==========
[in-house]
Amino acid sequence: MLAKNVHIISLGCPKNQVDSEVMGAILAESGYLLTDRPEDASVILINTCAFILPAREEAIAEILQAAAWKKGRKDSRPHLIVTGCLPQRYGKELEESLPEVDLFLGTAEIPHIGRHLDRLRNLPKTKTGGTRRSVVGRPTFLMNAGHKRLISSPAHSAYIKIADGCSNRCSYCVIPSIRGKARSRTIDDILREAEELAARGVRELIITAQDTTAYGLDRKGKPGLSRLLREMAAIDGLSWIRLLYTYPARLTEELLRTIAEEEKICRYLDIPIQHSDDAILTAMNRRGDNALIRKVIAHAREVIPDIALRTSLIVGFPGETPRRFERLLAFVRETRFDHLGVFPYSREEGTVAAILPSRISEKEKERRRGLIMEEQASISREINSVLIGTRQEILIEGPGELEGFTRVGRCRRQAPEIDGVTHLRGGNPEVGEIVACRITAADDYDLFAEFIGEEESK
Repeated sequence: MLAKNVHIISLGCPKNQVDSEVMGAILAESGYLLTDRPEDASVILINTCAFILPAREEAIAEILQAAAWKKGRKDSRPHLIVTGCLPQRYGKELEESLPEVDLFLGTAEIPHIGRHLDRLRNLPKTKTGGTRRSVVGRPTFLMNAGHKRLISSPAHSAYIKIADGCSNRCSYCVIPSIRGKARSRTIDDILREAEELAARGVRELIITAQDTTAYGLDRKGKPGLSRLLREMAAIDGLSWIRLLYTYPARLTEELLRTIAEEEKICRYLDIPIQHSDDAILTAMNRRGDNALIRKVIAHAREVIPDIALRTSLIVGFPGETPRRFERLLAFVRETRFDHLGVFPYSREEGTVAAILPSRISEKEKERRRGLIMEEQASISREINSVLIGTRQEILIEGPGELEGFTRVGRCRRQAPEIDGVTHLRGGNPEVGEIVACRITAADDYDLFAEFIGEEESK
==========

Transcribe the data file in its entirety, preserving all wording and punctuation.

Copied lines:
[in-house]
Amino acid sequence: MLAKNVHIISLGCPKNQVDSEVMGAILAESGYLLTDRPEDASVILINTCAFILPAREEAIAEILQAAAWKKGRKDSRPHLIVTGCLPQRYGKELEESLPEVDLFLGTAEIPHIGRHLDRLRNLPKTKTGGTRRSVVGRPTFLMNAGHKRLISSPAHSAYIKIADGCSNRCSYCVIPSIRGKARSRTIDDILREAEELAARGVRELIITAQDTTAYGLDRKGKPGLSRLLREMAAIDGLSWIRLLYTYPARLTEELLRTIAEEEKICRYLDIPIQHSDDAILTAMNRRGDNALIRKVIAHAREVIPDIALRTSLIVGFPGETPRRFERLLAFVRETRFDHLGVFPYSREEGTVAAILPSRISEKEKERRRGLIMEEQASISREINSVLIGTRQEILIEGPGELEGFTRVGRCRRQAPEIDGVTHLRGGNPEVGEIVACRITAADDYDLFAEFIGEEESK
Repeated sequence: MLAKNVHIISLGCPKNQVDSEVMGAILAESGYLLTDRPEDASVILINTCAFILPAREEAIAEILQAAAWKKGRKDSRPHLIVTGCLPQRYGKELEESLPEVDLFLGTAEIPHIGRHLDRLRNLPKTKTGGTRRSVVGRPTFLMNAGHKRLISSPAHSAYIKIADGCSNRCSYCVIPSIRGKARSRTIDDILREAEELAARGVRELIITAQDTTAYGLDRKGKPGLSRLLREMAAIDGLSWIRLLYTYPARLTEELLRTIAEEEKICRYLDIPIQHSDDAILTAMNRRGDNALIRKVIAHAREVIPDIALRTSLIVGFPGETPRRFERLLAFVRETRFDHLGVFPYSREEGTVAAILPSRISEKEKERRRGLIMEEQASISREINSVLIGTRQEILIEGPGELEGFTRVGRCRRQAPEIDGVTHLRGGNPEVGEIVACRITAADDYDLFAEFIGEEESK